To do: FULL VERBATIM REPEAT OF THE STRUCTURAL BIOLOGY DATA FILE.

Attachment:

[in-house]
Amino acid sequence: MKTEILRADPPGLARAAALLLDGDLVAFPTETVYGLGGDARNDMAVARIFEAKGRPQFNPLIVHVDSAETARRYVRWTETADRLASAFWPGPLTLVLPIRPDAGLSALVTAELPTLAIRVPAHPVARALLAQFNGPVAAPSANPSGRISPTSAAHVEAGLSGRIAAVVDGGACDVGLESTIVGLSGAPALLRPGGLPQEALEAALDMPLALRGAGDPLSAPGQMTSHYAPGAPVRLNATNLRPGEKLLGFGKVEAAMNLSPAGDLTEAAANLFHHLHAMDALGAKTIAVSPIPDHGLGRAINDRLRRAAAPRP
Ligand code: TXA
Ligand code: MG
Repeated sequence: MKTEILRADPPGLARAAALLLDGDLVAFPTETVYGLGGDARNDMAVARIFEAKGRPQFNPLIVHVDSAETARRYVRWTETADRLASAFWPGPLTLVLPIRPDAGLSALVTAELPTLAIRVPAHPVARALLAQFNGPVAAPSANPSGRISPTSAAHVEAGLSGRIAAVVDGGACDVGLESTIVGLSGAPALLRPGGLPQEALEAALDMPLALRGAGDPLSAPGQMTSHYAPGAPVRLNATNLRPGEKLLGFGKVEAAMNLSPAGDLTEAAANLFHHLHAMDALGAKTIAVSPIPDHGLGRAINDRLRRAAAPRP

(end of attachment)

[in-house]
Amino acid sequence: MKTEILRADPPGLARAAALLLDGDLVAFPTETVYGLGGDARNDMAVARIFEAKGRPQFNPLIVHVDSAETARRYVRWTETADRLASAFWPGPLTLVLPIRPDAGLSALVTAELPTLAIRVPAHPVARALLAQFNGPVAAPSANPSGRISPTSAAHVEAGLSGRIAAVVDGGACDVGLESTIVGLSGAPALLRPGGLPQEALEAALDMPLALRGAGDPLSAPGQMTSHYAPGAPVRLNATNLRPGEKLLGFGKVEAAMNLSPAGDLTEAAANLFHHLHAMDALGAKTIAVSPIPDHGLGRAINDRLRRAAAPRP
Ligand code: TXA
Ligand code: MG
Repeated sequence: MKTEILRADPPGLARAAALLLDGDLVAFPTETVYGLGGDARNDMAVARIFEAKGRPQFNPLIVHVDSAETARRYVRWTETADRLASAFWPGPLTLVLPIRPDAGLSALVTAELPTLAIRVPAHPVARALLAQFNGPVAAPSANPSGRISPTSAAHVEAGLSGRIAAVVDGGACDVGLESTIVGLSGAPALLRPGGLPQEALEAALDMPLALRGAGDPLSAPGQMTSHYAPGAPVRLNATNLRPGEKLLGFGKVEAAMNLSPAGDLTEAAANLFHHLHAMDALGAKTIAVSPIPDHGLGRAINDRLRRAAAPRP